Monsters Are Due on
Myra Brand, Steve’s wife
Pete Van Horn
Sally, Tommy’s mother
Ethel Goodman, Les’s wife
(Fade in on a shot of the night sky. The various
heavenly bodies stand out in sharp, sparkling
relief. The camera moves slowly across the heavens
until it passes the horizon and stops on a sign that
reads “Maple Street.” It is daytime. Then we see the
street below. It is a quiet, tree-lined, small-town
Ameri can street. The houses have front porches
on which people sit and swing on gliders, talking
across from house to house. Steve Brand is polishing
his car, which is parked in front of his house.
His neighbor, Don Martin, leans against the
fender watching him. An ice-cream vendor riding
a bicycle is just in the process of stopping to sell
some ice cream to a couple of kids. Two women
gossip on the front lawn. Another man is watering
his lawn with a garden hose. As we see these
various activities, we hear the Narrator’s voice.)
Narrator. Maple Street, U.S.A., late summer.
A tree-lined little world of front-porch gliders,
hopscotch, the laughter of children, and the
bell of an ice-cream vendor.
(There is a pause, and the camera moves over to
a shot of the ice-cream vendor and two small boys
who are standing alongside just buying ice cream.)
Narrator. At the sound of the roar and the flash
of the light, it will be precisely six-forty-three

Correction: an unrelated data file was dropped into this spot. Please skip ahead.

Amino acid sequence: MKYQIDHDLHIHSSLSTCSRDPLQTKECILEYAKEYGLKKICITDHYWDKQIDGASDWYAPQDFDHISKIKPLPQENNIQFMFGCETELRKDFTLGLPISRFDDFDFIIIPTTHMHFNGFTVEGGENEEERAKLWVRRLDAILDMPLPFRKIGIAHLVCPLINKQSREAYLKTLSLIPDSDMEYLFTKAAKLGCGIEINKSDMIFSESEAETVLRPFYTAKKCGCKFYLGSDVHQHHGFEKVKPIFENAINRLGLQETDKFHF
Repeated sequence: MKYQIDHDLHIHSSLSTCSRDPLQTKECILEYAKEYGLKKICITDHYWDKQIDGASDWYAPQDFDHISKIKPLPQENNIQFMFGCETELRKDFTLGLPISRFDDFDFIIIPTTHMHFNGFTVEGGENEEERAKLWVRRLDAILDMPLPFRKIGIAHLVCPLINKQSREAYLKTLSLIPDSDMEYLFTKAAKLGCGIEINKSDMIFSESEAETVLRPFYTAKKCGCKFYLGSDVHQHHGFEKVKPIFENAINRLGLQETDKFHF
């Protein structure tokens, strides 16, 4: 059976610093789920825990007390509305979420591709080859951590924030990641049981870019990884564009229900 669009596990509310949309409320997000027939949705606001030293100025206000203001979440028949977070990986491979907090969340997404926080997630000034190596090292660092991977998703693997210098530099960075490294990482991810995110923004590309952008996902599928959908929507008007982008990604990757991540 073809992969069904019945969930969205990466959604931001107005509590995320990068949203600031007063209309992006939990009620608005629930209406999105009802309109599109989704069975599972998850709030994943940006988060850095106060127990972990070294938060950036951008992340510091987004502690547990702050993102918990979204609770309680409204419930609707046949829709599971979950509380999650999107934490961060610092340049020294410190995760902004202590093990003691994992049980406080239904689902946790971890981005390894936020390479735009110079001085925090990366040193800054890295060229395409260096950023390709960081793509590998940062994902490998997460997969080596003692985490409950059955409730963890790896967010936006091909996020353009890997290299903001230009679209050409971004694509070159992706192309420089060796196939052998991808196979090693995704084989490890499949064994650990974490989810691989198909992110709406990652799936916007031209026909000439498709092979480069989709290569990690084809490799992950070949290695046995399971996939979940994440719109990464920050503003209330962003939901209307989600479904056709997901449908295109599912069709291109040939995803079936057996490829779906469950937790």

p.m. on Maple Street.
(At this moment Tommy, one of the two boys buying
ice cream from the vendor, looks up to listen
to a tremendous screeching roar from overhead.
A flash of light plays on the faces of both boys and
then moves down the street and disappears.
Various people leave their porches or stop what they
are doing to stare up at the sky. Steve Brand, the
man who has been polishing his car, stands there
transfixed, staring upwards. He looks at Don
Martin, his neighbor from across the street.)
* fade in: cause the television image to appear gradually
Steve. What was that? A meteor?
Don. That’s what it looked like. I didn’t hear
any crash though, did you?
Steve. Nope. I didn’t hear anything except
Myra ( from her porch). What was that?
Steve (raising his voice and looking toward the
porch). Guess it was a meteor, honey. Came
awful close, didn’t it?
Myra. Too close for my money! Much too close.
(The camera moves slowly across the various
porches to people who stand there watching and
talking in low conversing tones.)
Narrator. Maple Street. Six-forty-four p.m. on
a late September evening. (He pauses.) Maple
Street in the last calm and reflective moment
( pause) before the monsters came!
(The camera takes us across the porches again.
A man is replacing a light bulb on a front porch.
He gets off his stool to flick the switch and finds
that nothing happens. Another man is working
on an electric power mower. He plugs in the plug,
flicks the switch of the mower off and on, but nothing
happens. Through a window we see a woman
pushing her finger up and down on the dial hook
of a telephone. Her voice sounds far away.)
Woman. Operator, operator, something’s
wrong on the phone, operator! (Myra Brand
comes out on the porch and calls to Steve.)
Myra (calling). Steve, the power’s off. I had
the soup on the stove, and the stove just
Woman. Same thing over here. I can’t get
anybody on the phone either. The phone
seems to be dead.
(We look down again on the street. Small, mildly
disturbed voices are heard coming from below.)
Voice One. Electricity’s off.
Voice Two. Phone won’t work.
Voice Three. Can’t get a thing on the radio.
Voice Four. My power mower won’t move, won’t
work at all.
Voice Five. Radio’s gone dead!
(Pete Van Horn, a...
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